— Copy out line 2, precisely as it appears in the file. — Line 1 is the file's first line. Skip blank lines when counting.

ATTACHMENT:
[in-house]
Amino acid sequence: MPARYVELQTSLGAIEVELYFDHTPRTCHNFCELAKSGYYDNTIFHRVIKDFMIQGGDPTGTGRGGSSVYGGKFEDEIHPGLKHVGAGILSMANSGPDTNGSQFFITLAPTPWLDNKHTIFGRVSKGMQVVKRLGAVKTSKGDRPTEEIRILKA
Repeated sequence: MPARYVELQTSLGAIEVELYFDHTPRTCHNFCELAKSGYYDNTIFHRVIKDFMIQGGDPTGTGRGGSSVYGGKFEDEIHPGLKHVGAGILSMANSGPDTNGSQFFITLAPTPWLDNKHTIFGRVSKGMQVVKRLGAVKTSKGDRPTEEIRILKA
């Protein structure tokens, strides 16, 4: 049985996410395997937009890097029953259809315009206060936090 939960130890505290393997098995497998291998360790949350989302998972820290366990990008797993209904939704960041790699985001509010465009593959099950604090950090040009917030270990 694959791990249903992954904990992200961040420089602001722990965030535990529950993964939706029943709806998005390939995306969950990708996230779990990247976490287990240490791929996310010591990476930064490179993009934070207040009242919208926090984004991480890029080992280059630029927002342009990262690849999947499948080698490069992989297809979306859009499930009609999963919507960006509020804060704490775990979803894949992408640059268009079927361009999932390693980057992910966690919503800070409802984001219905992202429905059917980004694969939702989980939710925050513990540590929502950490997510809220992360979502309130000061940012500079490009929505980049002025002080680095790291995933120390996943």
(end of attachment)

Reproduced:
Amino acid sequence: MPARYVELQTSLGAIEVELYFDHTPRTCHNFCELAKSGYYDNTIFHRVIKDFMIQGGDPTGTGRGGSSVYGGKFEDEIHPGLKHVGAGILSMANSGPDTNGSQFFITLAPTPWLDNKHTIFGRVSKGMQVVKRLGAVKTSKGDRPTEEIRILKA